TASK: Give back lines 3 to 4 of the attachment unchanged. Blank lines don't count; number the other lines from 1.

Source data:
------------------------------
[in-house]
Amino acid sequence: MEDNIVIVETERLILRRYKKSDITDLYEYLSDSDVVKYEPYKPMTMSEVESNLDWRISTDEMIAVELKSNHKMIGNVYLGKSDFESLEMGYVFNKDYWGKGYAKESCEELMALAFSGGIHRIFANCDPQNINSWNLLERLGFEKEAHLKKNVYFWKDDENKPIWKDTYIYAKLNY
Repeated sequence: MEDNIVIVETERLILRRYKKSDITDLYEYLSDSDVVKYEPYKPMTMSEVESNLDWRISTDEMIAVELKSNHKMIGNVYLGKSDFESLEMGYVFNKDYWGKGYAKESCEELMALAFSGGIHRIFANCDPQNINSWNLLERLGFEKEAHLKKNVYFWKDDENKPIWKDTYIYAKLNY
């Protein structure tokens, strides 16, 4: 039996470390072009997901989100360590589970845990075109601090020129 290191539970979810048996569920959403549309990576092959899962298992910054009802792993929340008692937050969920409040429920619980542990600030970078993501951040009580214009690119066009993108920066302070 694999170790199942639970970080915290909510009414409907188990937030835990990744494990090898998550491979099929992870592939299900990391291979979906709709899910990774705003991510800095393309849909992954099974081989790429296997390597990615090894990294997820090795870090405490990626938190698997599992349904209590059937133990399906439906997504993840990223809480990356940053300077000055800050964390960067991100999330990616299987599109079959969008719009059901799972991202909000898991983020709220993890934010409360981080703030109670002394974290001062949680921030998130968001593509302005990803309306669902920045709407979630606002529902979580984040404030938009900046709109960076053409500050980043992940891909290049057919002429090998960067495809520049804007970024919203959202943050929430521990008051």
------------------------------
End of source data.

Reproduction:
Repeated sequence: MEDNIVIVETERLILRRYKKSDITDLYEYLSDSDVVKYEPYKPMTMSEVESNLDWRISTDEMIAVELKSNHKMIGNVYLGKSDFESLEMGYVFNKDYWGKGYAKESCEELMALAFSGGIHRIFANCDPQNINSWNLLERLGFEKEAHLKKNVYFWKDDENKPIWKDTYIYAKLNY
């Protein structure tokens, strides 16, 4: 039996470390072009997901989100360590589970845990075109601090020129 290191539970979810048996569920959403549309990576092959899962298992910054009802792993929340008692937050969920409040429920619980542990600030970078993501951040009580214009690119066009993108920066302070 694999170790199942639970970080915290909510009414409907188990937030835990990744494990090898998550491979099929992870592939299900990391291979979906709709899910990774705003991510800095393309849909992954099974081989790429296997390597990615090894990294997820090795870090405490990626938190698997599992349904209590059937133990399906439906997504993840990223809480990356940053300077000055800050964390960067991100999330990616299987599109079959969008719009059901799972991202909000898991983020709220993890934010409360981080703030109670002394974290001062949680921030998130968001593509302005990803309306669902920045709407979630606002529902979580984040404030938009900046709109960076053409500050980043992940891909290049057919002429090998960067495809520049804007970024919203959202943050929430521990008051």